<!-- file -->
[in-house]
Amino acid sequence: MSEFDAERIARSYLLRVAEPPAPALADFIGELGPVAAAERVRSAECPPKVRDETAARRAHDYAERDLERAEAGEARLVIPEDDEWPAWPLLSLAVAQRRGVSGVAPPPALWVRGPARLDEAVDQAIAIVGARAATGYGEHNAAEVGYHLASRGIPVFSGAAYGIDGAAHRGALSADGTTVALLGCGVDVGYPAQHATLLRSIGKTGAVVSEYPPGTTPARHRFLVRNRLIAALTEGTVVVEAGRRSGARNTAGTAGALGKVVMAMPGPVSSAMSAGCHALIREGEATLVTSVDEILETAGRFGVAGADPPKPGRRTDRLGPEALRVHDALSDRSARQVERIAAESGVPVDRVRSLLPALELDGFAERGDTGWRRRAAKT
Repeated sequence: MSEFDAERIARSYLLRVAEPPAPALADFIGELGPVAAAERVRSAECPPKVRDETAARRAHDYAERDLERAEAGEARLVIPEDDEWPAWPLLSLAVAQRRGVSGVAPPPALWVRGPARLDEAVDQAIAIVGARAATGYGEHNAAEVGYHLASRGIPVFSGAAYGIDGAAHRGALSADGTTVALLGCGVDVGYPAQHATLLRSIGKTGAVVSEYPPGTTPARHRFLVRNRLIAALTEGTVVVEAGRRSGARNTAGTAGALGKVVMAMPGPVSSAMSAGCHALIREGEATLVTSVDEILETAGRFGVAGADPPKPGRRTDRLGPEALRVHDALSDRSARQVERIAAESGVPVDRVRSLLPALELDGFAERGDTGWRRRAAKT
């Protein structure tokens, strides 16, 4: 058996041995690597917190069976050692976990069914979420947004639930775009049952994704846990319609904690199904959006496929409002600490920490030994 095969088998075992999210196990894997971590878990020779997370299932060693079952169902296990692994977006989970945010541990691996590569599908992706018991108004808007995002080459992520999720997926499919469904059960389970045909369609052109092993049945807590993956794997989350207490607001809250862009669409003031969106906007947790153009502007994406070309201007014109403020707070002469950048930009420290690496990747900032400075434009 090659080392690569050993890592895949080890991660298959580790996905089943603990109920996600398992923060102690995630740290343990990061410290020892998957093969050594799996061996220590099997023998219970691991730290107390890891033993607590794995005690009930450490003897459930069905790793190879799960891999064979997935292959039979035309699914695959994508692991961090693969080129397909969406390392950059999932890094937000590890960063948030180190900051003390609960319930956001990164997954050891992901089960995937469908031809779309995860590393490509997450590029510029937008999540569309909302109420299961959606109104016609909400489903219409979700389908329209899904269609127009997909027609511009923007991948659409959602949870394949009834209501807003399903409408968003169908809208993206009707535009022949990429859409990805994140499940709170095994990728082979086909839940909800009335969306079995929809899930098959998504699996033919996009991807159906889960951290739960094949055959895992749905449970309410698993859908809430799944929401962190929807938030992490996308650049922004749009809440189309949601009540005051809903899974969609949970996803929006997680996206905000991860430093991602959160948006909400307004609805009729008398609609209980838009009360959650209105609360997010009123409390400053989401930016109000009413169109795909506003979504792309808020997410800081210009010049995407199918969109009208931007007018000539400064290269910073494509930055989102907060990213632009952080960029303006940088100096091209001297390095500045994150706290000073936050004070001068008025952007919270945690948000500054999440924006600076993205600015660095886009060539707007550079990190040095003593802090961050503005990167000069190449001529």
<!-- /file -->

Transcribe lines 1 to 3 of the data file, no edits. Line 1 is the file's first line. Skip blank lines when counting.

[in-house]
Amino acid sequence: MSEFDAERIARSYLLRVAEPPAPALADFIGELGPVAAAERVRSAECPPKVRDETAARRAHDYAERDLERAEAGEARLVIPEDDEWPAWPLLSLAVAQRRGVSGVAPPPALWVRGPARLDEAVDQAIAIVGARAATGYGEHNAAEVGYHLASRGIPVFSGAAYGIDGAAHRGALSADGTTVALLGCGVDVGYPAQHATLLRSIGKTGAVVSEYPPGTTPARHRFLVRNRLIAALTEGTVVVEAGRRSGARNTAGTAGALGKVVMAMPGPVSSAMSAGCHALIREGEATLVTSVDEILETAGRFGVAGADPPKPGRRTDRLGPEALRVHDALSDRSARQVERIAAESGVPVDRVRSLLPALELDGFAERGDTGWRRRAAKT
Repeated sequence: MSEFDAERIARSYLLRVAEPPAPALADFIGELGPVAAAERVRSAECPPKVRDETAARRAHDYAERDLERAEAGEARLVIPEDDEWPAWPLLSLAVAQRRGVSGVAPPPALWVRGPARLDEAVDQAIAIVGARAATGYGEHNAAEVGYHLASRGIPVFSGAAYGIDGAAHRGALSADGTTVALLGCGVDVGYPAQHATLLRSIGKTGAVVSEYPPGTTPARHRFLVRNRLIAALTEGTVVVEAGRRSGARNTAGTAGALGKVVMAMPGPVSSAMSAGCHALIREGEATLVTSVDEILETAGRFGVAGADPPKPGRRTDRLGPEALRVHDALSDRSARQVERIAAESGVPVDRVRSLLPALELDGFAERGDTGWRRRAAKT